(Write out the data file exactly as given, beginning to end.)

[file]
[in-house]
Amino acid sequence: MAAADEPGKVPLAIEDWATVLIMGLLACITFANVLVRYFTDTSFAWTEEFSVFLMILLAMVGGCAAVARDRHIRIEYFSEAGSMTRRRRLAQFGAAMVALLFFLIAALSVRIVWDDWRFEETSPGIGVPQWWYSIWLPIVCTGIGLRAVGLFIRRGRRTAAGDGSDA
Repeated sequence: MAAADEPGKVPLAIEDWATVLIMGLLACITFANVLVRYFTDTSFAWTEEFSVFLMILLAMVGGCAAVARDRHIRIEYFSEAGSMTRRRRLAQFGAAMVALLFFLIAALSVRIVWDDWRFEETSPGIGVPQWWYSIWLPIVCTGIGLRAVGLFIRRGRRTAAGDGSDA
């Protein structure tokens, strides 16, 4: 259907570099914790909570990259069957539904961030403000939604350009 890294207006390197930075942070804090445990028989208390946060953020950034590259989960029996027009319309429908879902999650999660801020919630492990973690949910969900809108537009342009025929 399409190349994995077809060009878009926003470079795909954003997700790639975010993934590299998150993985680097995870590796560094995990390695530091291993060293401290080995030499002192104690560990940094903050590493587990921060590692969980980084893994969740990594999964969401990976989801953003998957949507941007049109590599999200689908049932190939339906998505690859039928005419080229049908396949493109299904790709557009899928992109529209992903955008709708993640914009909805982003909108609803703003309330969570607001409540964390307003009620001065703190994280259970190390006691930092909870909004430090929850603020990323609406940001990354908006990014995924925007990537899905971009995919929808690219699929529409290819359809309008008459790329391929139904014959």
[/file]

[in-house]
Amino acid sequence: MAAADEPGKVPLAIEDWATVLIMGLLACITFANVLVRYFTDTSFAWTEEFSVFLMILLAMVGGCAAVARDRHIRIEYFSEAGSMTRRRRLAQFGAAMVALLFFLIAALSVRIVWDDWRFEETSPGIGVPQWWYSIWLPIVCTGIGLRAVGLFIRRGRRTAAGDGSDA
Repeated sequence: MAAADEPGKVPLAIEDWATVLIMGLLACITFANVLVRYFTDTSFAWTEEFSVFLMILLAMVGGCAAVARDRHIRIEYFSEAGSMTRRRRLAQFGAAMVALLFFLIAALSVRIVWDDWRFEETSPGIGVPQWWYSIWLPIVCTGIGLRAVGLFIRRGRRTAAGDGSDA
């Protein structure tokens, strides 16, 4: 259907570099914790909570990259069957539904961030403000939604350009 890294207006390197930075942070804090445990028989208390946060953020950034590259989960029996027009319309429908879902999650999660801020919630492990973690949910969900809108537009342009025929 399409190349994995077809060009878009926003470079795909954003997700790639975010993934590299998150993985680097995870590796560094995990390695530091291993060293401290080995030499002192104690560990940094903050590493587990921060590692969980980084893994969740990594999964969401990976989801953003998957949507941007049109590599999200689908049932190939339906998505690859039928005419080229049908396949493109299904790709557009899928992109529209992903955008709708993640914009909805982003909108609803703003309330969570607001409540964390307003009620001065703190994280259970190390006691930092909870909004430090929850603020990323609406940001990354908006990014995924925007990537899905971009995919929808690219699929529409290819359809309008008459790329391929139904014959």